Alas it’s not a gardening book. I’m hoping to eventually get to do another one of those (the Garden Walk Buffalo book was my first). I’ve got some ideas for a gardening book, but they’ll have to wait until I have the time & resources to make that happen.
For now, I can hone my skills on other people’s books. In this case, it is obsessed-Buffalo-Sabres-hockey fan Suzanne K. Taylor’s (a.k.a. The Aud Braud’s) AUDieu, Buffalo Says Goodbye to the Aud, published by Buffalo Heritage Press. It was released just before Christmas and is a tribute to the role the Aud played in Buffalo’s past as well as a memento for any Buffalo Sabres die-hard fan.
Suzanne was given complete access to the site — including the roof — to document its demolition. Her collection of original photos and researched archival photos is exhaustive, as are her personal and collected stories and quotes from Aud fans.
The Aud was a central character in the lives of many Buffalonians — construction starting in 1939 and hosting its last event in 1996. For me, not so much. I didn’t grow up in Buffalo, am not a rabid Sabres fan, nor am I a huge concert-goer. I can probably count on one hand the number of times I was actually in the Aud in my nearly 30 years here. It was my first big-time concert experience though — Billy Joel — the Nylon Curtain Tour.
It was fun to design. The background image for the pages is concrete. If you spent anytime in the Aud over the years, you remember the concrete. Sections are color-coded to the seat colors of the Aud itself. Chapters & page numbers are defined by small auditorium seats with which Aud-goers are all familiar.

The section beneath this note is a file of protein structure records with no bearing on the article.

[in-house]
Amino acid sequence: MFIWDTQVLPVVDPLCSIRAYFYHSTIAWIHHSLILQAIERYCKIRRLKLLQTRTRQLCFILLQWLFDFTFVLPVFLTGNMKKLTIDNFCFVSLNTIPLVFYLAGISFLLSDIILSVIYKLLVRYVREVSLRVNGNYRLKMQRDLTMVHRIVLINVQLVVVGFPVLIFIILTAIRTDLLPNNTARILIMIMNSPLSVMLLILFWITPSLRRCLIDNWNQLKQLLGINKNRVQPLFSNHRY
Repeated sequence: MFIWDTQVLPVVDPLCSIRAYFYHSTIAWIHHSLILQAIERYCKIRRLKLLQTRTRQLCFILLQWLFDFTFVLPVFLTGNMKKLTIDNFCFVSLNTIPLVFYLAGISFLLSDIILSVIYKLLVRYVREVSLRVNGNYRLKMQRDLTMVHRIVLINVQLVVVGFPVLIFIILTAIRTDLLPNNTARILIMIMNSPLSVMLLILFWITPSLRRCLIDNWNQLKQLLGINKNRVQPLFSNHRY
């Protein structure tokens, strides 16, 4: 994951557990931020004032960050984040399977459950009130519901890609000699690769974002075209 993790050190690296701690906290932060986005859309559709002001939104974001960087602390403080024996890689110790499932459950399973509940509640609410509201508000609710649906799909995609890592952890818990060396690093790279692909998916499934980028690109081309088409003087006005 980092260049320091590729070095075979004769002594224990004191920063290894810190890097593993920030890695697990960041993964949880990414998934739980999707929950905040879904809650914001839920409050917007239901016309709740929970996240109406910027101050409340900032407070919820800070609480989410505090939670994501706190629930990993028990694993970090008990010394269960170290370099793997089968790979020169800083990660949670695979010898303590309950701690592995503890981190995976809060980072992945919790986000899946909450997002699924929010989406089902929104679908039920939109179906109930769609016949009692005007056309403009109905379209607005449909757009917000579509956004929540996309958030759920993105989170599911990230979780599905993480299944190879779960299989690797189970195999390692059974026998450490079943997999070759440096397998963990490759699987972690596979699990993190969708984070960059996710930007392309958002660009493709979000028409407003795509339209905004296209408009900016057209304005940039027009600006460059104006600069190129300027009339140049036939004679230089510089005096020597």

There’s even a flip-book in the corners of all pages of photo taken from a webcam in the tower next to the site. By flipping through, you can see the Aud being demolished (or, go backwards and see it built back up again!)
There’s a photo of the Aud on September 11, 1939 as ground was being cleared and a photo, from the same position, taken on September 11, 2009, exactly 70 years to the day, showing basically the same cleared-site scene.
There’re dozens of great factoids most don’t know — its opening dedication was trumped by just two days by the opening of Kleinhans Music Hall’s dedication opening ceremony; it was intended to also act as a convention center; one of the most famous photos of Elvis, early in his career was taken here; it only took 12 men, and one woman, to demolish the entire building; and many, many more.
How long does it take to produce a book like this? This one happened fast, due to the great (and voluminous) photography Suzanne had taken during the demolition and her relentless pursuit of archival photos and collectible items surrounding the history of the Aud. That, and with the publisher’s drive to have it on store shelves in advance of Christmas, the book was completed in about six weeks. The most intensive work happening moments before it was sent to printer, which happens no matter the production schedule.